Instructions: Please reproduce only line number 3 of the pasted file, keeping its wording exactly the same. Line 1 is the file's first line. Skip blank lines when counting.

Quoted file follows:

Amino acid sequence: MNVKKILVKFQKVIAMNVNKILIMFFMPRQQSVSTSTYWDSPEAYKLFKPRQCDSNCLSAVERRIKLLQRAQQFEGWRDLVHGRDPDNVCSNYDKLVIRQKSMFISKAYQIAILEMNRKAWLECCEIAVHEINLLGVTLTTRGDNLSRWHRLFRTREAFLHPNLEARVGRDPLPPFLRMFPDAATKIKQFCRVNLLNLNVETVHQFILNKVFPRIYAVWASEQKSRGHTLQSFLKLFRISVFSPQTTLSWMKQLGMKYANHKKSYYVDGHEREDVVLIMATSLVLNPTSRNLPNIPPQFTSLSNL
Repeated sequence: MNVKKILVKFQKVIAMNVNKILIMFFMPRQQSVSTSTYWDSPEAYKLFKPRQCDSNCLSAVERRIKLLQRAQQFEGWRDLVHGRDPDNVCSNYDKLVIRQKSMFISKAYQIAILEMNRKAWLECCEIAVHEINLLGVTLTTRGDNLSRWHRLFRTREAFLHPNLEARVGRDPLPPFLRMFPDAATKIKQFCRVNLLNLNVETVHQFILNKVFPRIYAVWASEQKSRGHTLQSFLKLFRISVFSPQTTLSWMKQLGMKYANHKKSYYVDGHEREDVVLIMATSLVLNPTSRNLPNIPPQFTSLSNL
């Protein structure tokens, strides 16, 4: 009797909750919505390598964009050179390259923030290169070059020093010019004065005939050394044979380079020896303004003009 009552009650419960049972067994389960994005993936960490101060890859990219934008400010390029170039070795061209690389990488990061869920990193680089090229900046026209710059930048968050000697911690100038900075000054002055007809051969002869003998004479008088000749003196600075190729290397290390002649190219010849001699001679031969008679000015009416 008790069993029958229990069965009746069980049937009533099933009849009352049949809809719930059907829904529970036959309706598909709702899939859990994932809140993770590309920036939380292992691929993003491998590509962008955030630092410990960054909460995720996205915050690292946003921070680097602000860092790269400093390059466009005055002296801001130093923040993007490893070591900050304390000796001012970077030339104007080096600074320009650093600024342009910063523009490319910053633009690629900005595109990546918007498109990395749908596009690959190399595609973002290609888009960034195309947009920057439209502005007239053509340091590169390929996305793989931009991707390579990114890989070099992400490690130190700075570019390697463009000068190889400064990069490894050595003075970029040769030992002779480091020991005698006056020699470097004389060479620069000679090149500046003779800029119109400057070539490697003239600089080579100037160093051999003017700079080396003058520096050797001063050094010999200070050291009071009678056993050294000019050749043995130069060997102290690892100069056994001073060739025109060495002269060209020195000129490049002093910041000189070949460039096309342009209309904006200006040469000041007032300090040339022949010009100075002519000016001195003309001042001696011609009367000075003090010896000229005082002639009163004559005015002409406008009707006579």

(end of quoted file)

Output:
């Protein structure tokens, strides 16, 4: 009797909750919505390598964009050179390259923030290169070059020093010019004065005939050394044979380079020896303004003009 009552009650419960049972067994389960994005993936960490101060890859990219934008400010390029170039070795061209690389990488990061869920990193680089090229900046026209710059930048968050000697911690100038900075000054002055007809051969002869003998004479008088000749003196600075190729290397290390002649190219010849001699001679031969008679000015009416 008790069993029958229990069965009746069980049937009533099933009849009352049949809809719930059907829904529970036959309706598909709702899939859990994932809140993770590309920036939380292992691929993003491998590509962008955030630092410990960054909460995720996205915050690292946003921070680097602000860092790269400093390059466009005055002296801001130093923040993007490893070591900050304390000796001012970077030339104007080096600074320009650093600024342009910063523009490319910053633009690629900005595109990546918007498109990395749908596009690959190399595609973002290609888009960034195309947009920057439209502005007239053509340091590169390929996305793989931009991707390579990114890989070099992400490690130190700075570019390697463009000068190889400064990069490894050595003075970029040769030992002779480091020991005698006056020699470097004389060479620069000679090149500046003779800029119109400057070539490697003239600089080579100037160093051999003017700079080396003058520096050797001063050094010999200070050291009071009678056993050294000019050749043995130069060997102290690892100069056994001073060739025109060495002269060209020195000129490049002093910041000189070949460039096309342009209309904006200006040469000041007032300090040339022949010009100075002519000016001195003309001042001696011609009367000075003090010896000229005082002639009163004559005015002409406008009707006579």